(WTNH) — The six-day, four-state manhunt for 23-year-old Peter Manfredonia finally came to a close at a truck stop in Maryland Wednesday. But how did Manfredonia’s background lead him here?
Former FBI agent, current University of New Haven professor, Ken Gray told News 8 Wednesday, “It’s unusual for a person not to have a history of violence to all of a sudden go into this series of attacks.”
“I would put more stock into the idea that he had some kind of psychotic break,” continued Gray, who was with the FBI for 24 years.
Before his name was plastered all over the news, the suspect in two brutal murders over the weekend in Connecticut was studying to be a mechanical engineer at the University of Connecticut.
A university spokesperson confirmed to News 8 Manfredonia is enrolled as a senior at their institution and that he does not currently live on campus and has not done so during recent semesters. The university said it is working with state police on the investigation.
Monday, UConn told News 8 Manfredonia was studying at the School of Engineering and Business. Manfredonia enrolled in 2015 and was an honor student during his freshman year.
Right after enrolling at UConn, Manfredonia was an intern at Bozzuto‘s food distributor in Cheshire. A spokesperson there said he worked on the “Dream Ride” project in August of 2016 raising money for Special Olympics and law enforcement.
Manfredonia is a 2015 Newtown High School graduate. He lived in the Sandy Hook section of Newtown. Neighbors confirmed that he lived down the street from Sandy Hook mass shooter, Adam Lanza.
At 6’3” and more than 200-pounds, he played defensive end for their football team and was ranked in the state.
Former neighbors of Manfredonia are trying to square the memory of the kind young man they knew with the monster police say they’re hunting down.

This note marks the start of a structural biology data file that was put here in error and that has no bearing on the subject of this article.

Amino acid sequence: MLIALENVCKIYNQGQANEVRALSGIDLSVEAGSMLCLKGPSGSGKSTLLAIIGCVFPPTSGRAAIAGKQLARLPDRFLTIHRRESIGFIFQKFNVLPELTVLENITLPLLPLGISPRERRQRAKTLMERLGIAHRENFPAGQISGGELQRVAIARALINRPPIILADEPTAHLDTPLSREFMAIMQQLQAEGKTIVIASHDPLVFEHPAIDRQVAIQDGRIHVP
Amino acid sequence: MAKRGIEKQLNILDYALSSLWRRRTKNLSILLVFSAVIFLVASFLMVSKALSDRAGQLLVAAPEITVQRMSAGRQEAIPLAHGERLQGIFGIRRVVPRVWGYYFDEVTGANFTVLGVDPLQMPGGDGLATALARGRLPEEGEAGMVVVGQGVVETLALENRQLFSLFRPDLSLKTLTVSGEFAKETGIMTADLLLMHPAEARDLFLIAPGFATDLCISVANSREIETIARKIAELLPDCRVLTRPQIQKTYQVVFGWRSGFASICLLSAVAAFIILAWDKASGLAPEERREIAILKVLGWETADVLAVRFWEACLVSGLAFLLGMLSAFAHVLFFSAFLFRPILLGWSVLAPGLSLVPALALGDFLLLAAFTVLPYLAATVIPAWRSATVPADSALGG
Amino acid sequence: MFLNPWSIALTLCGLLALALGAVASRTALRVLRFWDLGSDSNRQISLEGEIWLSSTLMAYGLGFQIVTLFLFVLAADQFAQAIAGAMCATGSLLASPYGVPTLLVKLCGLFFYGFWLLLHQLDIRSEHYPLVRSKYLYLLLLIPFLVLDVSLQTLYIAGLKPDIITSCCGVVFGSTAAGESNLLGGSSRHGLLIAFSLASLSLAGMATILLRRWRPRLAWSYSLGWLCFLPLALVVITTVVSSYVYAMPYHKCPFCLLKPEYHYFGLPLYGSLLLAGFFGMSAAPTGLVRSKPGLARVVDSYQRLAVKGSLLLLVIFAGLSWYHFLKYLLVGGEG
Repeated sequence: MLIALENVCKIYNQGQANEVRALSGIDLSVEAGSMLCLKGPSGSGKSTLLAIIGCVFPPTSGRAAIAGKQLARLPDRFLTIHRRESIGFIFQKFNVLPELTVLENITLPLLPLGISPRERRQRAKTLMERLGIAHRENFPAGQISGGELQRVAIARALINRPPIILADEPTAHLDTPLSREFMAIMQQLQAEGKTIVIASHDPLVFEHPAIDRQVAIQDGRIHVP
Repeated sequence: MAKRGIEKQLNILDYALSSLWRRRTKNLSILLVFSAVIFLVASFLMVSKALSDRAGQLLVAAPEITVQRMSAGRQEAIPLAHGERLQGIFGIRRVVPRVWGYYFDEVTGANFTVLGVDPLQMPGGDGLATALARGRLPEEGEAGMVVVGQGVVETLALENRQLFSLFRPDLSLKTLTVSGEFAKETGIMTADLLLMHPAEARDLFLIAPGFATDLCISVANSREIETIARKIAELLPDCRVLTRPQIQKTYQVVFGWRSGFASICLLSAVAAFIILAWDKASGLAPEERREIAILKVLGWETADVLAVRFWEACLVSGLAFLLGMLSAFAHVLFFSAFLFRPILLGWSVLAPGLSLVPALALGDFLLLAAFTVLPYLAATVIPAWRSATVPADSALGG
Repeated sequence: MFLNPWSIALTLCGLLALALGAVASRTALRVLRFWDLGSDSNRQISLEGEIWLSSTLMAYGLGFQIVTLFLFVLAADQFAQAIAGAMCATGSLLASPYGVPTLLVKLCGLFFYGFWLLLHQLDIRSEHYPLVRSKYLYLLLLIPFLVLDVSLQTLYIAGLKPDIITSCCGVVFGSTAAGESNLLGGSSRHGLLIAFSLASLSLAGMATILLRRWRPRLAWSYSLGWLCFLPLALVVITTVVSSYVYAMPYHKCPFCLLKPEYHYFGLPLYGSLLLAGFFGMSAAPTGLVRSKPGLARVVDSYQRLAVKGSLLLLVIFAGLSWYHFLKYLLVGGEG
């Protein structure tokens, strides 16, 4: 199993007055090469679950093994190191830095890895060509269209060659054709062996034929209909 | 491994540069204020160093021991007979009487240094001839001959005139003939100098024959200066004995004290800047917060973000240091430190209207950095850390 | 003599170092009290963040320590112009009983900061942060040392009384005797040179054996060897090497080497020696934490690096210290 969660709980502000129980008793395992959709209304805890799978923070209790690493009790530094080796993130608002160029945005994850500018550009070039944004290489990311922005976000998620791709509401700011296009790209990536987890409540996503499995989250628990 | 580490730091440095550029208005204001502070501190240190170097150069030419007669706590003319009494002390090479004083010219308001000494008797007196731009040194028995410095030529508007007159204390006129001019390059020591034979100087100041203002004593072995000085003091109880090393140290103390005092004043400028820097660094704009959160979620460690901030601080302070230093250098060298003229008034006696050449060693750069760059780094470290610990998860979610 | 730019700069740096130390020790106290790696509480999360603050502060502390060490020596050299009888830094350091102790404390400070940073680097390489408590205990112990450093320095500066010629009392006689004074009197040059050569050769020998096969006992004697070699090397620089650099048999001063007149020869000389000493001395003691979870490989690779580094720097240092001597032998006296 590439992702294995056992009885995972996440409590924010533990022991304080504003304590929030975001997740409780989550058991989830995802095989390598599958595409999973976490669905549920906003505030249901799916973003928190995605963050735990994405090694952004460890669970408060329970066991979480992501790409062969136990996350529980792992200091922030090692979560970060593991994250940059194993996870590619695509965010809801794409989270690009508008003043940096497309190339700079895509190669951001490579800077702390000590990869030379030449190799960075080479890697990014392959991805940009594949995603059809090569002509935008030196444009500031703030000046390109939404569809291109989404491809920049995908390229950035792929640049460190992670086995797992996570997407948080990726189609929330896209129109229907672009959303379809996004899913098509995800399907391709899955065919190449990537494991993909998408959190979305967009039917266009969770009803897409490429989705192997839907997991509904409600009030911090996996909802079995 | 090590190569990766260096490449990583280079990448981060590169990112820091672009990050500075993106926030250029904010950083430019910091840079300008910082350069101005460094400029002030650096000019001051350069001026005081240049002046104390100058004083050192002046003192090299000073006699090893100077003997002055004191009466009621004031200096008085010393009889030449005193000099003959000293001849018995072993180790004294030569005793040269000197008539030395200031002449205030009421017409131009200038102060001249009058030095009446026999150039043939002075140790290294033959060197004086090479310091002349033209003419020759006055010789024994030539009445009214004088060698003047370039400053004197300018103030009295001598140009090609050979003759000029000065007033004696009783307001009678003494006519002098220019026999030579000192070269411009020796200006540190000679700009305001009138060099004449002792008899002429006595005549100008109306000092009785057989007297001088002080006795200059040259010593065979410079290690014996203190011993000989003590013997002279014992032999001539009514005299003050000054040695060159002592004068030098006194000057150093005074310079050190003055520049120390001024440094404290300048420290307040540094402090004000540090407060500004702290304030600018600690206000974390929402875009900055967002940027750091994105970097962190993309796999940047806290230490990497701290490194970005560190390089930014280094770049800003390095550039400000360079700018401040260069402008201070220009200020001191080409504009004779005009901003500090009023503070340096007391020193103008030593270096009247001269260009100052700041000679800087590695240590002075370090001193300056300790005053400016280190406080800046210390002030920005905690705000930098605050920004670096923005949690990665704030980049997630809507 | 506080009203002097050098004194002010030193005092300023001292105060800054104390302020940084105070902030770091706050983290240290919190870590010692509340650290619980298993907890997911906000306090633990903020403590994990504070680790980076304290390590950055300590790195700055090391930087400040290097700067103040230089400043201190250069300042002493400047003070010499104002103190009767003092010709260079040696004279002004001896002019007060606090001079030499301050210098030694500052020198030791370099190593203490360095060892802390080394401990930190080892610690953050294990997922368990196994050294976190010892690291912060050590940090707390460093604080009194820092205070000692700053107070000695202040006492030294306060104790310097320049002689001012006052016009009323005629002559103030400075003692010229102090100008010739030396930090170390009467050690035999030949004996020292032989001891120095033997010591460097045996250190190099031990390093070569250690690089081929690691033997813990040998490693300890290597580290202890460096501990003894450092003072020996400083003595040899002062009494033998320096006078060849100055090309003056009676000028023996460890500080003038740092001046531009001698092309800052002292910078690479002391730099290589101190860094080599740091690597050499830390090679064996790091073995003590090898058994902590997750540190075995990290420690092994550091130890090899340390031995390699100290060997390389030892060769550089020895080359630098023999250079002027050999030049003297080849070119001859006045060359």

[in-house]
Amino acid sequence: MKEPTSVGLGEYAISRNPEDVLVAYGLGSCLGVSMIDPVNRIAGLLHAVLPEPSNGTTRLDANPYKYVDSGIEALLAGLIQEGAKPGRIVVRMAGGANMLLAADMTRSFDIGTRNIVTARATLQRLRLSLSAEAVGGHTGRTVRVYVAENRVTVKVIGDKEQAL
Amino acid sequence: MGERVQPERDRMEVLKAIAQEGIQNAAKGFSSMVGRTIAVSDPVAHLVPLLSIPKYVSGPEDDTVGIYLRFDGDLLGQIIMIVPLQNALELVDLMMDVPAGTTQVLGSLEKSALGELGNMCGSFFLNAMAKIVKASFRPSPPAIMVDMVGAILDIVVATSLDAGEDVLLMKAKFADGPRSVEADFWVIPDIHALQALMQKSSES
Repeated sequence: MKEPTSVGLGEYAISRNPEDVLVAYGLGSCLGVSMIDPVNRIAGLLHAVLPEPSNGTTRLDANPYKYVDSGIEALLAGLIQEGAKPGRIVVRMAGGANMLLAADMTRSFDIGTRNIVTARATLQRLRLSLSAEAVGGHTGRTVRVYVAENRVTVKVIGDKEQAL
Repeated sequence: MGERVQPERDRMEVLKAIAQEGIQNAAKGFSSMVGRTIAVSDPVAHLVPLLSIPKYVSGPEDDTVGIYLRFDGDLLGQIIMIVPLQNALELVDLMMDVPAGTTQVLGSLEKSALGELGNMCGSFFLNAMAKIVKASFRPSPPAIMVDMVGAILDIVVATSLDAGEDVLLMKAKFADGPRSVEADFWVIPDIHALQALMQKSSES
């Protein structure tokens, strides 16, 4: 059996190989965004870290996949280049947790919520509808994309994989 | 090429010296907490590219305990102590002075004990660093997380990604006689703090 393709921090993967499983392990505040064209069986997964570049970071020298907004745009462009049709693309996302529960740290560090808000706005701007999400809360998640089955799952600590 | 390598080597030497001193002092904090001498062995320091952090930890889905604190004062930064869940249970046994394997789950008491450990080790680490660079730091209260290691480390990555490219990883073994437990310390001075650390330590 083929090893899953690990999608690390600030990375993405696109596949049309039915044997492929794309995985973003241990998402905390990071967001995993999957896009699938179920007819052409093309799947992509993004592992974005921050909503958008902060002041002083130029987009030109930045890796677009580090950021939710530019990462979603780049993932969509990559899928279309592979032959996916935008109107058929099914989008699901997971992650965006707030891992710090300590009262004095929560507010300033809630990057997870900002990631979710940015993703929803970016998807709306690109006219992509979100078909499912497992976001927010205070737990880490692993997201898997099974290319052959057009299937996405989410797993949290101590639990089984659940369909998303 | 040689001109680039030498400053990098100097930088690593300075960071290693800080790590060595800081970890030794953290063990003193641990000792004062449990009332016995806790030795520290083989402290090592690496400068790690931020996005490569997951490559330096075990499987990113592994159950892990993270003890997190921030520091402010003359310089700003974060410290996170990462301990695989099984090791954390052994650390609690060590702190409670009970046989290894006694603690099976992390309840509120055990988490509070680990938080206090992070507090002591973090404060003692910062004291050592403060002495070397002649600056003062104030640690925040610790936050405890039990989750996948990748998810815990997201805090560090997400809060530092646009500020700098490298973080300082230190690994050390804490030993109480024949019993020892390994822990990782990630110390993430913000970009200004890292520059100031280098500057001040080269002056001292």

“They were a loveable family. Really sweet. And I can’t see them…This is totally out of character,” a neighbor who lives on the block where Manfredonia grew up told News 8 Wednesday.
The woman lives between Manfredonia’s childhood home and the home of Sandy Hook mass murderer Adam Lanza. That house was razed to the ground and in its place sits an empty, overgrown lot filled with trees and bushes.
The woman says both families lived on the block at the same time. She said the coincidences of time and place are hard to ignore.
“We’re a good town. I know that in my head. But it is a little hard to assimilate,” she said. “It’s a little surreal. I feel like, ‘what’s happening?’ What’s in the water here?”
She went on to say, “We saw them walking the neighborhood. The kids trick-or-treated here. They were friendly and kind. Just very likable. Sensitive. Some of the kindest people I’ve known.”
But police say 23-year-old Manfredonia has left a trail of carnage behind him since Friday. They say he first murdered 62-year-old former US Marine Ted DeMers of Willington with a machete days before Memorial Day, and later killed childhood friend and Sandy Hook native Nick Eisele at Eisele’s home in Derby.
“They must be devastated. The whole family must be devastated. I can’t even imagine what they’re going through. I feel so sorry for the victims but I also feel sorry for the family,” said the neighbor.
In a statement, J.T. Lewis, whose brother was murdered in Sandy Hook, said of the tragedy, “The Sandy Hook shooting didn’t just leave behind 26 victims…Its effects are still being felt today.”
On Monday, Mike Dolan, the attorney for the family of Manfredonia, said he’s been struggling with mental health issues for years.
“You won’t be surprised to hear that Peter has struggled with mental health issues over the past several years,” he said. “He sought the help of a number of therapists, and he’s had the support of his parents and loved ones to help him through those struggles.”
UConn released this statement Monday regarding the manhunt for their student:
With respect to the student in question, while the university can’t discuss specific individuals or cases, UConn strives to do everything possible to identify and engage with students of concern and to provide them with all the assistance and resources we can both for their own well-being and that of the wider community.Stephanie Reitz, UConn spokesperson
The university went on to expresses its “deepest, most heartfelt sympathies to the victims and their families in this horrible, incomprehensible tragedy. They are all in our thoughts.”